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Platinum-Sensitive Recurrent Ovarian Cancer

This is Part 2 of Updates in Gynecologic Oncology, a four-part video roundtable series. Scroll down to watch the other videos from this Roundtable.

Ursula Matulonis, MD; Joyce F. Liu, MD, MPH; and Bobbie J. Rimel, MD, discuss a case of a woman with platinum-sensitive recurrent ovarian cancer who was found to have a germline BRCA1 mutation. They address the question of how to choose the optimal chemotherapy regimen for patients who are platinum-sensitive, whether maintenance bevacizumab or poly (ADP-ribose) polymerase inhibitors are appropriate, and how to manage adverse events. Recent data from SOLO-2 and ENGOT-OV16/NOVA are discussed.


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Transcript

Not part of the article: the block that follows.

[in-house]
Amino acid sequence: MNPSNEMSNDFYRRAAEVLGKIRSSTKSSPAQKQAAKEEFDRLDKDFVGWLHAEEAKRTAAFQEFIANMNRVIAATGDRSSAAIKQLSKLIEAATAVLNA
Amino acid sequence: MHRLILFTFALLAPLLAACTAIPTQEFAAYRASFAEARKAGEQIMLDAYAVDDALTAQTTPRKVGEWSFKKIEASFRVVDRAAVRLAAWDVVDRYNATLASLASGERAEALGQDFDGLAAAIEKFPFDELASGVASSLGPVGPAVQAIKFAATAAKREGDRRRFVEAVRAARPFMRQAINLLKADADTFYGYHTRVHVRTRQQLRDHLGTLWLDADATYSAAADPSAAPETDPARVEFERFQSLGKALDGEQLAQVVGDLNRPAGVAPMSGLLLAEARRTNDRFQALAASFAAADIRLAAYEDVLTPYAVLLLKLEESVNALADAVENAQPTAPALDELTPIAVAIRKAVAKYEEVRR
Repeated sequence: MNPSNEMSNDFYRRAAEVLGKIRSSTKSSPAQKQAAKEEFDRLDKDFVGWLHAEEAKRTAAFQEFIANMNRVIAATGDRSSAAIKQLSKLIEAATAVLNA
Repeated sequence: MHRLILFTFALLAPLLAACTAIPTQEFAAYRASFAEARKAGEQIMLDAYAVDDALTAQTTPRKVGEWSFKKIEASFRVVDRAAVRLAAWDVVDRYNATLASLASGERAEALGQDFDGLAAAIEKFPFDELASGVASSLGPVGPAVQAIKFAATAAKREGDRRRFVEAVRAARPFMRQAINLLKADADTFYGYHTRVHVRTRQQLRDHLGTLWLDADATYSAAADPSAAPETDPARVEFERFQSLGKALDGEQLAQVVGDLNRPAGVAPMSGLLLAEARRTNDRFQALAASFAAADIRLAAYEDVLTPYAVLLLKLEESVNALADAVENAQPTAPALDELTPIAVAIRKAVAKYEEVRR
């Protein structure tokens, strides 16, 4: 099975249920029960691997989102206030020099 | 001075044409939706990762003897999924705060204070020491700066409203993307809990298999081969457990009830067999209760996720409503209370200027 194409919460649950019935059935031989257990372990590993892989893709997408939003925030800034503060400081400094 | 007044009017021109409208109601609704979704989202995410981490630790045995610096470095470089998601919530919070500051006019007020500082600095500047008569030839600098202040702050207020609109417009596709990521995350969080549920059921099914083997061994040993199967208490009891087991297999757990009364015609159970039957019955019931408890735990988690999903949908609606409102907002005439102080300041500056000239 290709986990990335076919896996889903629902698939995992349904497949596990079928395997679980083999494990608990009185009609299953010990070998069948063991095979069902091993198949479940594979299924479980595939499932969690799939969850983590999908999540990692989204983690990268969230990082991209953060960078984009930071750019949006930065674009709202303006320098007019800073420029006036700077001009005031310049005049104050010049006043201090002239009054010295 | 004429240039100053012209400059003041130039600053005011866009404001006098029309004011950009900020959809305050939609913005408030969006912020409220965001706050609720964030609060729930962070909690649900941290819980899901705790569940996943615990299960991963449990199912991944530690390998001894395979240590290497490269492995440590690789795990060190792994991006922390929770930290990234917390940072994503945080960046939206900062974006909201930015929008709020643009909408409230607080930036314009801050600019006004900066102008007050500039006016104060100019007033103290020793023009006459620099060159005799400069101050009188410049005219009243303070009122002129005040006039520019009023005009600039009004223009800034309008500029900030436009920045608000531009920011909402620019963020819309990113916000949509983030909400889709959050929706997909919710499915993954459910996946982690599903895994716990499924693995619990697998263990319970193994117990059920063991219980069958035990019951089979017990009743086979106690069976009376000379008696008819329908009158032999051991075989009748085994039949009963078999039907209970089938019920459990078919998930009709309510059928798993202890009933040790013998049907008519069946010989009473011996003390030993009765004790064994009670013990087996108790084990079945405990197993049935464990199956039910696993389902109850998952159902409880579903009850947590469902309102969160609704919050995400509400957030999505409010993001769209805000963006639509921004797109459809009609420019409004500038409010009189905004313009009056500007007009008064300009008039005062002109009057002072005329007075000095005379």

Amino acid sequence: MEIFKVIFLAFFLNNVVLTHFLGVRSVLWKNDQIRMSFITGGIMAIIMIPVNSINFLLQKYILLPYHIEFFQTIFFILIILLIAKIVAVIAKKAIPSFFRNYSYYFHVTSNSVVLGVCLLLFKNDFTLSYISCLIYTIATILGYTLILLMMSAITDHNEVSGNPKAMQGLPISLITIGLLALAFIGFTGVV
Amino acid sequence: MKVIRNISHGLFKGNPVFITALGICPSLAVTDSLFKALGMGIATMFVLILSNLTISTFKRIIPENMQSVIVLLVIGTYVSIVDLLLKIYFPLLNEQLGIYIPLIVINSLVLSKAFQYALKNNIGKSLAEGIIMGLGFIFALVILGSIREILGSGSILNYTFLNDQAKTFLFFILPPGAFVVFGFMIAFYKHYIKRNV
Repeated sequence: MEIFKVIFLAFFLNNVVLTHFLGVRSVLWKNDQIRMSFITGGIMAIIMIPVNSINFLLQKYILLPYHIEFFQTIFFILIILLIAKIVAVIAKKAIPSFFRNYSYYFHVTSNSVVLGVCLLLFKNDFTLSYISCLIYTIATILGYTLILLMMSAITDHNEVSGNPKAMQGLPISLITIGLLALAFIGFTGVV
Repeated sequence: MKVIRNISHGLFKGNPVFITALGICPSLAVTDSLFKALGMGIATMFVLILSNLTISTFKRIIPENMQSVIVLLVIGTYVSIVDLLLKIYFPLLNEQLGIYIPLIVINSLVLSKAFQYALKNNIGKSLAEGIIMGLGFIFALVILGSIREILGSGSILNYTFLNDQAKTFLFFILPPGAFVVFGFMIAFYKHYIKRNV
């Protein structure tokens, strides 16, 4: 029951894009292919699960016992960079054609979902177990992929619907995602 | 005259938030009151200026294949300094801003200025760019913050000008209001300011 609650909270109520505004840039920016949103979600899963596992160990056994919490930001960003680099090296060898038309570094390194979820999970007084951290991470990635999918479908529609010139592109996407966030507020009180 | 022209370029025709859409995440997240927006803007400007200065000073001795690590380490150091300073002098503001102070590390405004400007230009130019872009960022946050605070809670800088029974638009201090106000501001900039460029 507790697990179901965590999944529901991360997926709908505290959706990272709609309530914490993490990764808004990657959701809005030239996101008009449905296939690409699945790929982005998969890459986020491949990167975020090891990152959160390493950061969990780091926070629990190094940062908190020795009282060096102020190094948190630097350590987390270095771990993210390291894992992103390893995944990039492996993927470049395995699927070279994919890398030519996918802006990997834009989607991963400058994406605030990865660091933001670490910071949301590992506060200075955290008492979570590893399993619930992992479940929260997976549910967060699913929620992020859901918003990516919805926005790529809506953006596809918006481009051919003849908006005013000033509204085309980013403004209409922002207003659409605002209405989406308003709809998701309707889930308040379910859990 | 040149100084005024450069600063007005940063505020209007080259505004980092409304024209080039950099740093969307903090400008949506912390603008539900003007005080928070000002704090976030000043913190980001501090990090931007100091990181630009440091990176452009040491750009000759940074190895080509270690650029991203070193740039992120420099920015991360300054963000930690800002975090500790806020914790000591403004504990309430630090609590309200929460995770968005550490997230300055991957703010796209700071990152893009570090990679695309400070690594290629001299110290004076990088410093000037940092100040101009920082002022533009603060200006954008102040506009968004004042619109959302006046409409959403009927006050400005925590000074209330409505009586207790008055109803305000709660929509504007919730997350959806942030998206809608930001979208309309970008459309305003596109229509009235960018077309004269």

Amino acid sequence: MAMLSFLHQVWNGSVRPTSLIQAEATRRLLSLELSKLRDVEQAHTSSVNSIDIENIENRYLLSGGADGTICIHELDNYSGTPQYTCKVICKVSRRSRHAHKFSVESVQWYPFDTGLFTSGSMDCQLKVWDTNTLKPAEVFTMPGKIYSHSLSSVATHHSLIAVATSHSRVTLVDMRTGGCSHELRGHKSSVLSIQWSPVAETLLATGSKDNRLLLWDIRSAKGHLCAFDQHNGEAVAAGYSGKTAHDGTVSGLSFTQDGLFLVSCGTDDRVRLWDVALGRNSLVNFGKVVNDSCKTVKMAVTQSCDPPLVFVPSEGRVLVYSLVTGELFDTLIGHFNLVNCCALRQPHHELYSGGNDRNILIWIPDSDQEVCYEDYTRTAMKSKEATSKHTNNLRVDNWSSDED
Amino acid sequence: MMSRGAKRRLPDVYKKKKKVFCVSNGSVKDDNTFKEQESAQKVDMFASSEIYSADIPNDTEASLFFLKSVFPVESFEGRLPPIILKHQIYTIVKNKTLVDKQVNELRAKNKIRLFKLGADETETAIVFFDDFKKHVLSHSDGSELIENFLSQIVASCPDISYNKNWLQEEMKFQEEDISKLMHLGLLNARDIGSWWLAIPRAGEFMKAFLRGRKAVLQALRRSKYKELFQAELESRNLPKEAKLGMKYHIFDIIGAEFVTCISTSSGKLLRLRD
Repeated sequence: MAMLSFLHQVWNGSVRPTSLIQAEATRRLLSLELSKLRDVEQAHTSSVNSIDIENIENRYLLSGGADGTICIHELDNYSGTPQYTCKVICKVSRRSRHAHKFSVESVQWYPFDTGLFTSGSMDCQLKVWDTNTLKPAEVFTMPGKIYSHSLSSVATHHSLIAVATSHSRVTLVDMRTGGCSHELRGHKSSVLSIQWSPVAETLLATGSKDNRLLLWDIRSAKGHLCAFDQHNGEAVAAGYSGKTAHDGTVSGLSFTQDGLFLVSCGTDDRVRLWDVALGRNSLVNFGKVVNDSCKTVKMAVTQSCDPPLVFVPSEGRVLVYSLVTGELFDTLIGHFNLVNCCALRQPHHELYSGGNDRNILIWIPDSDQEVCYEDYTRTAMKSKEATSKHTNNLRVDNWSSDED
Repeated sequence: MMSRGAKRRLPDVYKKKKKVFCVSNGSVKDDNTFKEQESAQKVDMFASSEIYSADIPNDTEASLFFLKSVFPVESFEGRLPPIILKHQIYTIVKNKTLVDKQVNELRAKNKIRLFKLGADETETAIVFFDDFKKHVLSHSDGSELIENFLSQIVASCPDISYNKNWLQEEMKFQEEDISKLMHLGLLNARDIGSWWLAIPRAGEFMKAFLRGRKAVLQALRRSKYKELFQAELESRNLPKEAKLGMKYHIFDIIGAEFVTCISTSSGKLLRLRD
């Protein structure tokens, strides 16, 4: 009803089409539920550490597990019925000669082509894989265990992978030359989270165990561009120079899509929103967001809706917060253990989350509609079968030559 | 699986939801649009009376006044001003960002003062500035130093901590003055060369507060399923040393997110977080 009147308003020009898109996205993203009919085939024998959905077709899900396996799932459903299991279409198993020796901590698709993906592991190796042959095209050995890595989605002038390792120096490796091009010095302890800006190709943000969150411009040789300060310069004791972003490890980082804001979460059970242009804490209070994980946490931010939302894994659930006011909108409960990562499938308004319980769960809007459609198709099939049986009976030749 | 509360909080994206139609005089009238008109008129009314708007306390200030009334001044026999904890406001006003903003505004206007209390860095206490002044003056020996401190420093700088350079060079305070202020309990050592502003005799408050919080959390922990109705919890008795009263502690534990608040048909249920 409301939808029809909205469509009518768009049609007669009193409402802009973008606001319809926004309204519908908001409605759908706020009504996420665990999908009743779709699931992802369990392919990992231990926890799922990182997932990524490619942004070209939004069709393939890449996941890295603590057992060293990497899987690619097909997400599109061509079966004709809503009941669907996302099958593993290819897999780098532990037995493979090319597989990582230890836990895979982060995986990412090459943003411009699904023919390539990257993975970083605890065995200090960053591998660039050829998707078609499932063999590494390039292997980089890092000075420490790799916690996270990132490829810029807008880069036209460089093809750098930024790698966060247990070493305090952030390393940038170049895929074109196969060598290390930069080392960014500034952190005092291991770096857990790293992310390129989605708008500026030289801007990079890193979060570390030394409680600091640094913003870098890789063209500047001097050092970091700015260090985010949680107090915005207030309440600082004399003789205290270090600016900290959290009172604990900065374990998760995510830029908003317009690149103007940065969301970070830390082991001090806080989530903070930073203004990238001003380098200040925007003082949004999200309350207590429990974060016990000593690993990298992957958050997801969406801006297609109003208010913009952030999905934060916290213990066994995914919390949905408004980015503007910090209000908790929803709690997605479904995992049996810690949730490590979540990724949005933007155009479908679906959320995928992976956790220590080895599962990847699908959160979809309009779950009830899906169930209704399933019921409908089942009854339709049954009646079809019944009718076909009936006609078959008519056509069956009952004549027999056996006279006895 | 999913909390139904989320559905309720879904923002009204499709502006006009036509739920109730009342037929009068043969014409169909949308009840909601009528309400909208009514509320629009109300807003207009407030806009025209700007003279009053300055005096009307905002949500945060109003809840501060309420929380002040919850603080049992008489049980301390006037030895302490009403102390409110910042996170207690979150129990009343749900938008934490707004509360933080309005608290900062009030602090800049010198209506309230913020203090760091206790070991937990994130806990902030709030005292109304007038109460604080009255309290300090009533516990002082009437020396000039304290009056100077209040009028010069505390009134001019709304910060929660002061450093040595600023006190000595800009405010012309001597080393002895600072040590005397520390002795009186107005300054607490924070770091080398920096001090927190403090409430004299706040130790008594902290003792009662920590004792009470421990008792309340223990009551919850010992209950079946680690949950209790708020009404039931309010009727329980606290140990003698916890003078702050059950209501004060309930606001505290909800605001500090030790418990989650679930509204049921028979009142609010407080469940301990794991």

DR. URSULA MATULONIS: Hi there. Welcome back to the ASCO Post Roundtable series on Updates in Gynecologic Oncology. I'm Dr. Matulonis from the Dana-Farber Cancer Institute in Boston, Massachusetts. And I'm joined here by two of my incredibly esteemed, uh, wonderful, terrific colleagues, Dr. Joyce Liu and Dr. BJ Rimel. Joyce, would you like to introduce yourself? DR. JOYCE LIU: Sure. I'm Joyce Liu. I'm the Associate Chief in the Division of GYN Oncology here at Dana-Farber Cancer Institute in Boston, Massachusetts. DR. MATULONIS: BJ? DR. BJ RIMEL: Hi I'm BJ Rimel, I'm a gynecological oncologist at Cedars-Sinai Medical Center in Los Angeles and the Associate Director of Clinical Trials for GYN oncology. DR. MATULONIS: Great to welcome you back. And the second case that we're gonna talk about is a patient who has recurrent platinum-sensitive ovarian cancer. This is a 65-year-old teacher, and she was diagnosed with stage three high-grade serous ovarian cancer in 2013, underwent surgery, was NED at surgery, received carboplatin/paclitaxel as adjuvant treatment. And also during her initial testing and workup was found to have a germline BRCA1 mutation. She has hypertension and is on three medications for this. She was in remission until 2017 when her CA-125 rose to around 200 and a CT scan showed small volume ascites and omental nodularity, all consistent with recurrent ovarian cancer. So this brings up the topic, and again, obviously, we're going to weave in again the genetics of the tumor, also the histology of the tumor, when you're making decisions about how do you treat a patient with platinum-sensitive ovarian cancer in terms of the choice of chemotherapy, and also whether or not to use maintenance treatment. Joyce, do you want to just give us a few points about these two questions? DR. LIU: Yeah, so I think, you know, when we think about what choice of chemotherapy we use for somebody who's platinum-sensitive, meaning that their cancer has come back at least 6 months after platinum, I think that most of us would agree that you want a platinum-based backbone. But what you pair that with is often a question of what the patient has had before, what side effects they have and what sort of is acceptable to them in terms of a toxicity profile. And so I think the options are really carboplatin with paclitaxel, carboplatin with pegylated liposomal doxorubicin, and then, carboplatin together with gemcitabine. And those are probably the three main options that we think about, with or without bevacizumab, in a setting of a platinum-sensitive resistance—sorry, platinum-sensitive recurrence. And, you know, when I think about these options, this is how I discuss them with patients. We think about, you know, hair loss, neuropathy, schedule of administration, carboplatin and paclitaxel is every 3 weeks, carboplatinum and liposomal doxorubicin is every 4 weeks, so it's a slightly more extended course. Paclitaxel and gemcitabine is 2 weeks out of every 3, that's a slightly harder regimen. And so I think that these are the things we take into consideration. In terms of maintenance therapy, I think we'll probably get into a larger discussion of this. I think that, you know, when I think about maintenance, one of the things is, are you starting somebody with bevacizumab? I think people vary on how they think about this. I actually don't tend to use a ton of bevacizumab in this setting because I tend to save it for a later setting, but if you start somebody on bevacizumab, you'll continue them on bevacizumab maintenance. If you haven't started them on bevacizumab, then the question comes up, is this somebody who might benefit from PARP inhibitor maintenance? DR. MATULONIS: Yeah. BJ, any additional thoughts? So she ended up just going on carboplatin and Doxil. Obviously she's, she's more straightforward because she has an underlying BRCA1 mutation, she's never had a PARP inhibitor. So here it's pretty straightforward, but let's say the patient, you know, maybe doesn't have a BRCA mutation. Maybe you haven't done her HRD status and she's a few years out. Does that change your decisions around maintenance? If you know for sure she does not have a BRCA mutation, but she's still high-grade serous, but she doesn't have a BRCA mutation. DR. RIMEL: I think without that HRD testing in this line of therapy, it doesn't necessarily change my decision, but it really modifies how I counsel patients. For a patient like this who had a five-year disease-free interval that decides to go on carboplatinum and Doxil, which, or liposomal doxorubicin, which I would just offer one more little caveat to. That is a regimen I really liked because of the decreased risk of carboplatinum allergy, especially in a patient that I think is likely to be platinum sensitive again, this patient's very likely to get another platinum and I would love to be able to continue to give them carboplatinum. So that's a regimen I really like in a platinum sensitive setting. So for this patient though, how do I counsel her without that information? I would have to, you know, say that you might have as little as, you know, 2.7 to 3 months benefit from a PARP inhibitor maintenance versus you could have maybe even 9 to 12 months benefit from PARP inhibitor maintenance, you know, kind of depending on which direction to go. I think that's a very hard conversation, so I prefer to test these patients for HRD, if they haven't been previously tested. DR. MATULONIS: Yeah. So, and now, you know, those are great thoughts. So now with ASCO and with SGO 2021 we have additional information that we can impart to our patients to help them make decisions. One is around the risk of AML and MDS, and we started to talk about that during that first case. And now in two trials, in SOLO2, and in NOVA that we see an increased risk of development of AML or MDS with use of a PARP inhibitor in patients with an underlying germline BRCA mutation. There still is a risk with patients who have a germline BRCA mutation who did not get the PARP inhibitor, and that's even more elevated than patients who are BRCA wild-type, so we have that information, and then secondly, NOVA reported out overall survival results as did SOLO2. So SOLO2 was at ASCO last year, ASCO 2020, showing about a 13-month trend towards an improval in survival for patients receiving olaparib who had a germline BRCA mutation in SOLO2. And then for SO-, for NOVA, there was no overall survival benefit, obviously certain caveats existed, but the bottom line is there was no overall survival benefit for non-germline BRCA-mutated patients. And there was again, a trend towards OS for the germline BRCA-mutated patients who received niraparib. BJ, I want to ask you first, how does this information help you make decisions with patients in, should I use a PARP inhibitor, yes or no? DR. RIMEL: I think that for me, with careful counseling, a germline BRCA mutation carrier, who's not received a prior PARP inhibitor in the frontline, who's PARP naive now, platinum-sensitive with a complete response and the, the trend towards overall survival benefit with the addition of olaparib, I would encourage them to consider olaparib as a good choice for them to prolong their survival, but also to improve their disease-free interval. For a patient that does not possess a germline mutation, even if they're HRD-positive, I think that the counseling needs to center around the risks and benefits to that PARP inhibitor and the duration of that treatment. Is it just enough to know that you're more likely to not have to be on chemo for a few more months, or is the opportunity of being off all treatment altogether better benefit to the patient's well-being than being on the PARP inhibitor maintenance? And I think that that's one of the, I mean, I was really hoping to see an OS benefit for HRD patients in this setting because the PFS looked so exciting, but, you know, we didn't see that, and so I think it really comes into counseling the patients about what it truly means to have a disease-free interval versus a prolonged maintenance interval. DR. MATULONIS: Yeah. I agree. I mean, information is helpful. Joyce I want to ask about the, couple of points. One is that, in this setting, we've got three PARP inhibitors that we can use. Olaparib, niraparib, now there's rucaparib. So question one is, how do you make decisions about choosing one of those three? And then secondly, and I've noticed this a few times now, since the AML and MDS risks are coming out, that, you know, these three trials in maintenance for recurrent relapse platinum-sensitive patients are to treat, use the PARP inhibitor until relapse or toxicities, but I've definitely seen some women recently where the oncologist has actually recommended truncating treatment at 2 years, sort of analogous to the SOLO1. But that's not how the trials were designed. So comments on one, about choice of PARP inhibitor, and then secondly, how long do you usually treat patients in this setting? DR. LIU: Yeah, so I think that the choice of PARP inhibitor to me is about side effects. It's, you know, I don't think we have convincing data from any of our trials that these PARP inhibitors, are different from each other in terms of effectiveness. And so I think that it really comes down to side effects, and I think BJ alluded to this and spoke really nicely about this when we talked about the first case, but, each of the PARP inhibitors has its own unique profile. So olaparib is a twice-daily medication, it can cause potentially a little bit more anemia than rucaparib and niraparib can, and it has some interactions via CYP, the cytochrome P450 system. And so sometimes you need to make adjustments for other medications the patient might be on. Niraparib is once-daily dosing based upon platelets and weight, but can be a little bit more prone to causing hypertension and of course the big side effect of niraparib that seems to distinguish it from the other PARP inhibitors is it can cause this thrombocytopenia, that happens about somewhere between 3 to 5 weeks after starting, and while the weight and platelet dosing has helped ameliorate that as a mitigation for it, there are some patients who will get very profound thrombocytopenia, dropping into the single digits and you have to watch them closely. Weekly labs for the first 8 weeks that you start them on, so that you don't get surprised. And then rucaparib, again sort of has its own profile. It has more interaction with the renal system, so you can have this lab-based elevation in the creatinine that's not a true reflection of decreased renal function. You can get some LFT rises about 2 or 3 weeks after starting. And so these are sort of things that I think about in terms of, you know, what are the side effects of the PARP inhibitors? What are the things that my patient might be vulnerable to? And that helps guide me in terms of which ones I'll select. In terms of the MDS/AML risk, I think it's very challenging. We don't know in the recurrent setting that a truncated course of PARP inhibitors is, has equivalent efficacy to sort of, you know, indefinite treatment because the trials were all done with indefinite treatment. We do see the SOLO2 trial reported in women with germline BRCA mutations an almost 8% risk of developing AML or MDS, and in the NOVA trial it was just over 6% or close to 6%. And those are clearly concerning numbers. I think when I think about it, one of the things I don't know, because the data in the frontline trials are much lower risk, is whether this increased risk is because these patients had prolonged exposure to PARP inhibitors i.e. indefinite, or is it the interaction because these patients were in the recurrent setting and have had more prior chemotherapy? So it's the prior treatment with chemotherapy, a recurrent course, at least one of chemotherapy, and then PARP inhibitors that makes it an increased risk of MDS/AML, as opposed to because they got longer courses of PARP inhibitors. DR. MATULONIS: Yep, yep, agreed. BJ, last question before we start to wrap up this case. So in terms of maintenance strategies, we've talked about platinum-based chemotherapy. Obviously, there's the possibility of adding bevacizumab to platinum-based chemotherapy, or the third option is platinum-based chemotherapy, then maintenance PARP inhibitor. Would you ever sort of mix together option two and three and add and give a combination of a PARP inhibitor plus bev as maintenance treatment? I've seen that done and just wondered what you do. DR. RIMEL: I personally haven't done that yet, but I would leave open the possibility that for a patient that presented in the recurrent setting with large volume ascites or recurrent plural effusions, that I may be more inclined to continue a bevacizumab that I started to help mitigate some of their initial presenting symptoms. And especially if that patient was BRCA positive, then I wouldn't necessarily want to stop the bevacizumab, and I know I'd want to give a PARP inhibitor. So that's a situation that hasn't happened to me yet, but I think that I would feel very confident that I would have a good rationale for the combination of the two in the absence of any real data. DR. MATULONIS: Yeah. Yeah. There's just not that data yet. But you're right, it certainly seems like a good thing to do, but I also haven't done it yet either. So as we wrap down and we wrap up this case Joyce, parting comments? Anything else you'd like to say? DR. LIU: I think that, no, I mean, I think the one thing I would point out is all of our discussion is in the setting of patients who are PARP inhibitor-naïve. And we do not know yet what the value is of coming back to PARP inhibitor maintenance, in somebody who has already received frontline PARP inhibitor maintenance. Those data are simply not available to us. There is the OReO trial that is ongoing that studying olaparib in patients who have previously received maintenance of olaparib, but we just don't have those answers yet. And so that would be one caveat I would have about our discussions. DR. MATULONIS: Yeah, I agree. Well, we'll meet up, in maybe a year or two, and we'll have more clinical experience, at least, but certainly, hopefully more data too. BJ, closing thoughts on this case? DR. RIMEL: Just to, you know, go back to the initial choice of platinum doublet, taking into account the patient's symptoms, what they've been treated with prior and, just remembering also, this is a patient that presented with potentially disease that somebody might want to resect after 5 years of DFI, and we have GOG-213 to help give us some guidance that we probably don't need to get in there surgically and manage that. DR. MATULONIS: Absolutely, that's a really good point. And obviously if the patient had a low-grade serous cancer, we would not think about adding a PARP inhibitor, but that's the kind of patient you'd do a platinum doublet or add bev to the platinum doublet. Great. Okay. So that wraps up this case, and please see your other round table segments for further discussion about updates in gyne onc or visit ASCOpost.com.